I believe one needs to head back to April 2018 on this blog to find the last time I was able to find something in which I could agree with Donald Trump. At that time it was the decision by the United States to send missiles into Syria for that nation’s use of chemical weapons. Though a limited and symbolic rebuke to President Assad’s putrid behavior at breaking international law, it was nonetheless the correct response to the dictator.
Today, with data to back me up, I can agree with another action that was the result of Trump’s four years in office. The Chicago Sun-Times best known as “the hardest-working paper in America,” reported the following about Operation Legend, a short-lived effort looking to make people arrested for crimes involving guns face tougher federal penalties than they might if prosecuted in this case–by Cook County courts.
We all should be able to agree on policies designed to rein in gun violence.
Authorities have said that at least 170 people were arrested in the Chicago area in Operation Legend, including 130 on gun charges and 40 on drug charges.
For context, Chicago recorded more than 770 killings that year and thousands of nonfatal shootings.
The average federal sentence of nearly four years in the cases the Chicago Sun-Times reviewed was far higher than what’s typically seen in the Cook County courts.
To determine that, the Sun-Times examined a decade of Cook County sentences in cases in which the most serious charge was illegal gun possession. The average prison sentence was less than a year — 254 days — in the approximately 4,000 cases filed between 2011 and the end of 2021. About 2,300 other cases resulted in probation, according to a Cook County database.
What one can absolutely disagree with, however, was the political timing of the larger plan by the Trump White House. Using law and order for election purposes Trump trotted out Operation Legend after a year of growing social pressure on police tactics in the nation. But we know the need to curtail guns was raging in places like Chicago in 2017 when Trump was inaugurated. And St. Loius. And Baltimore. And…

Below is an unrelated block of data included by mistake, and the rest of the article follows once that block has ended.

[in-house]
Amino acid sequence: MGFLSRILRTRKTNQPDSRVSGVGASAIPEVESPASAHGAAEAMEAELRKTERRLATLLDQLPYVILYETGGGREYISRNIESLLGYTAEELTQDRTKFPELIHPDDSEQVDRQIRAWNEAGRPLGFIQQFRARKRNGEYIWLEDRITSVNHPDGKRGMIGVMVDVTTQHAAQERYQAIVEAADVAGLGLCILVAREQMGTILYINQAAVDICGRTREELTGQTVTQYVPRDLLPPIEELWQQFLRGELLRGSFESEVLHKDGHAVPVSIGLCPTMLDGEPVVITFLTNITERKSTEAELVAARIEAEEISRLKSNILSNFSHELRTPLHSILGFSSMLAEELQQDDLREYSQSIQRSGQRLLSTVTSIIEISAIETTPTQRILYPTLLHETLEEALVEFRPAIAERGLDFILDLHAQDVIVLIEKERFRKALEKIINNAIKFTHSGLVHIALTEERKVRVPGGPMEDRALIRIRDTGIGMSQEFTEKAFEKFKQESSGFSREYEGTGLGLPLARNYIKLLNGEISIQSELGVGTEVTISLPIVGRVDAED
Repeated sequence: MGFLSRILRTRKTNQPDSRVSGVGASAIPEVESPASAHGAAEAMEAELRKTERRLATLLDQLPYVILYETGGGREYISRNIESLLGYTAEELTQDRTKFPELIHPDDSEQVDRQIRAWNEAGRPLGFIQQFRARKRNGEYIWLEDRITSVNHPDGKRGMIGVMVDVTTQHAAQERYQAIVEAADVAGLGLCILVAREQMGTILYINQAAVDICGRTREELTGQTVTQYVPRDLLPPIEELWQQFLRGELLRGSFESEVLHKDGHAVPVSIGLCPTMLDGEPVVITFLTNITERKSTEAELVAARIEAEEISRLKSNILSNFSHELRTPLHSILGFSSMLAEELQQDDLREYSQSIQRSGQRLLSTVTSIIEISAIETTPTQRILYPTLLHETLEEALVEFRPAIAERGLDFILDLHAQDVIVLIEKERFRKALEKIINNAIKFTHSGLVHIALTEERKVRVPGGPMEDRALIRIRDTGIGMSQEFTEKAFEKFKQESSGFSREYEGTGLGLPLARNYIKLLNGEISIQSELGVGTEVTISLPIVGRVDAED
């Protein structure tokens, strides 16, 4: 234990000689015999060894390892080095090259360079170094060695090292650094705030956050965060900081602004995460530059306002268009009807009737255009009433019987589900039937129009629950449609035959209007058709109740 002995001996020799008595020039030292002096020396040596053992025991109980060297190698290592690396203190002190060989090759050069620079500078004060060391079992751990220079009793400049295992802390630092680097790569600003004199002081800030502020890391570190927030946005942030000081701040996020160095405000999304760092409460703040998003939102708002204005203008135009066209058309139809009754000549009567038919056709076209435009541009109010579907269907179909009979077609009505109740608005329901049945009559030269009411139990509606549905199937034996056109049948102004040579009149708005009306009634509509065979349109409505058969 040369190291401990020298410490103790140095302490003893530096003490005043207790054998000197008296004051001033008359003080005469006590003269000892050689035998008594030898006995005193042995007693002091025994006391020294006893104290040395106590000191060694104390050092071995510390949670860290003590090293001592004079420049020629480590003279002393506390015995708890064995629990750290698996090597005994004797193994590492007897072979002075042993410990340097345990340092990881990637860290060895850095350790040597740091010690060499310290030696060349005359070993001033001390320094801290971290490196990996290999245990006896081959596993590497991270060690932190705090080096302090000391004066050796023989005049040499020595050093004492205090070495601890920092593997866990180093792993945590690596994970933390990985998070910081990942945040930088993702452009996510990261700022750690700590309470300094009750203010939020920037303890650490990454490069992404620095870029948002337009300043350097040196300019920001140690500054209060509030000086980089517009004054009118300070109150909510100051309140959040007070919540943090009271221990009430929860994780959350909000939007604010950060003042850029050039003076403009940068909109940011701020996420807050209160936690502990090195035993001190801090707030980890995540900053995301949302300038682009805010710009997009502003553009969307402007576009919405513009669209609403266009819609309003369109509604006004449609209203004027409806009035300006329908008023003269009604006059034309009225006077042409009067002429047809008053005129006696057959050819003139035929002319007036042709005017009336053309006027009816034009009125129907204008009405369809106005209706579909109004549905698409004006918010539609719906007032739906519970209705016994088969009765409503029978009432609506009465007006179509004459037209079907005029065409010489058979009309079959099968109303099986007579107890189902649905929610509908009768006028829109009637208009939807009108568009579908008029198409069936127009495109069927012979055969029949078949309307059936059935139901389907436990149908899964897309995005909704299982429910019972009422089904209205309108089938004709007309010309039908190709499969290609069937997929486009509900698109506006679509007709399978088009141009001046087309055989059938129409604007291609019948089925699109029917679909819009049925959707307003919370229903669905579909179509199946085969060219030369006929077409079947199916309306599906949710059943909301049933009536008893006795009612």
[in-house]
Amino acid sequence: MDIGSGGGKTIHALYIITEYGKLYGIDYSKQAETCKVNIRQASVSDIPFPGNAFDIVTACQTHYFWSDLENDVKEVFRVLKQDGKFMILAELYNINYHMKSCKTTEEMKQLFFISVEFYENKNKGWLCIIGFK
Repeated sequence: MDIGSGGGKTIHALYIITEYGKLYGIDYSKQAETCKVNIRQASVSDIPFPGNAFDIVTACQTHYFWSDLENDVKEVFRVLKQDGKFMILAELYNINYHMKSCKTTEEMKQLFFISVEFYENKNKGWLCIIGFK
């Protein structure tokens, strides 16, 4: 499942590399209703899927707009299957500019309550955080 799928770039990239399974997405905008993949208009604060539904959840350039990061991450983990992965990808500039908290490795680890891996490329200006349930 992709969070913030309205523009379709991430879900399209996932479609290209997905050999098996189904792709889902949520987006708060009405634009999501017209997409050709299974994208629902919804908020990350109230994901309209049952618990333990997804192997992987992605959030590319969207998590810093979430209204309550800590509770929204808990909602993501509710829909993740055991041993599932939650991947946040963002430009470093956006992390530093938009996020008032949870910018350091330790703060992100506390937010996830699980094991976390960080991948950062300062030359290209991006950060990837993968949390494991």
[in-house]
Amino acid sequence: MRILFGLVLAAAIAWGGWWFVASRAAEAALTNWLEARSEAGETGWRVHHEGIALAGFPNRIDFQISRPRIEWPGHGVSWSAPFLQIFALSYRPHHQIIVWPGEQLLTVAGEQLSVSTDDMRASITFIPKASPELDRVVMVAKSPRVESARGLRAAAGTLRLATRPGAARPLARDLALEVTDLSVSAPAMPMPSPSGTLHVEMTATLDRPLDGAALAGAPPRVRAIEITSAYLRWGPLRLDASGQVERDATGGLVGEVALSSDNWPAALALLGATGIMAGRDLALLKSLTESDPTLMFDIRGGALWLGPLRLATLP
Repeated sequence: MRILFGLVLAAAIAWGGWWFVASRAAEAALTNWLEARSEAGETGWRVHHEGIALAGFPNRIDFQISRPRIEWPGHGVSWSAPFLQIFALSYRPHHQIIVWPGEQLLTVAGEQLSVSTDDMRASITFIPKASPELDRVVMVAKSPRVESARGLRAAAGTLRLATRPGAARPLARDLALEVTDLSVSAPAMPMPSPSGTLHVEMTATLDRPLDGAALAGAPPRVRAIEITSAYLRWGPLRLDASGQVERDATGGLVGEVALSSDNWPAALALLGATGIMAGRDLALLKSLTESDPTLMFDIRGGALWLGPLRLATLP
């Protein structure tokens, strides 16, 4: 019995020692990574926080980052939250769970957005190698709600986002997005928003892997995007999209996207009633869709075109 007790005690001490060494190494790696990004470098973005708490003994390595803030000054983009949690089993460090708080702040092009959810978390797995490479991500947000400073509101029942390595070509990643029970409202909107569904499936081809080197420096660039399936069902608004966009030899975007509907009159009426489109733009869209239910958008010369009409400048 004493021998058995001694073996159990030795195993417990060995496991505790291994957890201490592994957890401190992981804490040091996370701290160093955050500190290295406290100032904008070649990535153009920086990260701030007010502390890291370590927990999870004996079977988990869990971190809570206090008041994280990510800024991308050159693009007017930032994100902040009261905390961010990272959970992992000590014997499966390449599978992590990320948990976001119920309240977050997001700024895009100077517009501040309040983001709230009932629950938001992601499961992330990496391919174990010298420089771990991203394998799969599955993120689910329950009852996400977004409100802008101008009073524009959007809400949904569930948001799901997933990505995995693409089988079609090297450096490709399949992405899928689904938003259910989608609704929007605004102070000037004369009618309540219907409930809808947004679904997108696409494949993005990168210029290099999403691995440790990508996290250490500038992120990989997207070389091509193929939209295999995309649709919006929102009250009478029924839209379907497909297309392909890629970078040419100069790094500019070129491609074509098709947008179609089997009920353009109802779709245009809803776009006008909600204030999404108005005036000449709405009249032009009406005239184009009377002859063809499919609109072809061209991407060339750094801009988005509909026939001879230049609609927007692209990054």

What riled so many at the time Trump sent federal agents to cities in July 202o was that it fit into the larger narrative about his autocratic moves. It did provoke deep concern when sending in federal forces to major cities with Democratic mayors—in an election year. And after the attempted insurrection with Trump’s support and backing on January 6th at the nation’s Capitol, the federal move in hindsight by Trump that summer seems even darker.
Now I certainly understand how in many presidential election years the GOP has spasms and urgings to show how tough they are and how patriotic they can be. George H.W. Bush, who often gets respect for international policy on this blog, was nonetheless going for the gutter when he used the flag for his bid for the Oval Office, just as Richard Nixon is to be harangued for stoking the middle-class angst over cultural discord in the 1968 election.
So, it is clear that Trump was playing to his election base of white male voters in mid-2020 and was not truly interested in curtailing gun violence. The desire to look tough and act autocratically has long been the default for Trump. That he hungered and slavishly sought the favorable nods and ‘love letters’ from dictators worldwide was not lost on a swath of the nation.
But having said all of that there is no way to not recognize the bold type steps–such as Operation Legend–that will be required to stem the gun culture which creates daily death and bloodshed in the nation.
I would have advised the Biden White House to not have ended the program, but rather tweaked the policy so ‘the locals’ did not feel like the ‘the feds’ were running roughshod. There is much, much merit in getting as many guns…and the misfits who carry them–off the streets. Who can deny that fact?
What probably goes without saying is that even at the time Trump was correct he was so inept that he bungled that, too.
I can not fathom a third Trump action or policy that I will be able to agree with. After all, even a broken clock can be right only twice, come morning and night.
And so it goes.